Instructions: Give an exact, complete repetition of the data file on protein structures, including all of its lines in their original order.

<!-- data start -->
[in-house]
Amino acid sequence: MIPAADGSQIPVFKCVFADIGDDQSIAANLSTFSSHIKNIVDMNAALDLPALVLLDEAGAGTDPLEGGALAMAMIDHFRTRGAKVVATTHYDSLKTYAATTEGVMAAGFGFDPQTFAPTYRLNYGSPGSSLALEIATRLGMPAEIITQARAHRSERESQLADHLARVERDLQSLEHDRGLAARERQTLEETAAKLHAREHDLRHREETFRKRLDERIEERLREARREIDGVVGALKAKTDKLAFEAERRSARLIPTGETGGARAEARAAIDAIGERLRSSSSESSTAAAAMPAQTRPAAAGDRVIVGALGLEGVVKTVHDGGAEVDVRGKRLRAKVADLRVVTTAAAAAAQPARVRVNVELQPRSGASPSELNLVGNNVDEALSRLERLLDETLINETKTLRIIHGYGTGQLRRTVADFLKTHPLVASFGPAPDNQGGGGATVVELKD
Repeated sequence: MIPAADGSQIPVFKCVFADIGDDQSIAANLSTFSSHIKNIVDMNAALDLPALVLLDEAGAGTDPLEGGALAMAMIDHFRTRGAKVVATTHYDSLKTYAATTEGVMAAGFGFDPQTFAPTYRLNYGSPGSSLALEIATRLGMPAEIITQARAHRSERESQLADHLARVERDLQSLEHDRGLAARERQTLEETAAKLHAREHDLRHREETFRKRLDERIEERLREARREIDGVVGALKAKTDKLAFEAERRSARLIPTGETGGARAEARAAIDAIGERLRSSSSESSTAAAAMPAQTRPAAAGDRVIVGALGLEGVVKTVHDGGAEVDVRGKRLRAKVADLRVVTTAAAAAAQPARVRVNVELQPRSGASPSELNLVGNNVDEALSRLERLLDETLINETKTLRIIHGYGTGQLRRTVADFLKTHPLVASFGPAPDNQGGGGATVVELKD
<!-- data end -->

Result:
[in-house]
Amino acid sequence: MIPAADGSQIPVFKCVFADIGDDQSIAANLSTFSSHIKNIVDMNAALDLPALVLLDEAGAGTDPLEGGALAMAMIDHFRTRGAKVVATTHYDSLKTYAATTEGVMAAGFGFDPQTFAPTYRLNYGSPGSSLALEIATRLGMPAEIITQARAHRSERESQLADHLARVERDLQSLEHDRGLAARERQTLEETAAKLHAREHDLRHREETFRKRLDERIEERLREARREIDGVVGALKAKTDKLAFEAERRSARLIPTGETGGARAEARAAIDAIGERLRSSSSESSTAAAAMPAQTRPAAAGDRVIVGALGLEGVVKTVHDGGAEVDVRGKRLRAKVADLRVVTTAAAAAAQPARVRVNVELQPRSGASPSELNLVGNNVDEALSRLERLLDETLINETKTLRIIHGYGTGQLRRTVADFLKTHPLVASFGPAPDNQGGGGATVVELKD
Repeated sequence: MIPAADGSQIPVFKCVFADIGDDQSIAANLSTFSSHIKNIVDMNAALDLPALVLLDEAGAGTDPLEGGALAMAMIDHFRTRGAKVVATTHYDSLKTYAATTEGVMAAGFGFDPQTFAPTYRLNYGSPGSSLALEIATRLGMPAEIITQARAHRSERESQLADHLARVERDLQSLEHDRGLAARERQTLEETAAKLHAREHDLRHREETFRKRLDERIEERLREARREIDGVVGALKAKTDKLAFEAERRSARLIPTGETGGARAEARAAIDAIGERLRSSSSESSTAAAAMPAQTRPAAAGDRVIVGALGLEGVVKTVHDGGAEVDVRGKRLRAKVADLRVVTTAAAAAAQPARVRVNVELQPRSGASPSELNLVGNNVDEALSRLERLLDETLINETKTLRIIHGYGTGQLRRTVADFLKTHPLVASFGPAPDNQGGGGATVVELKD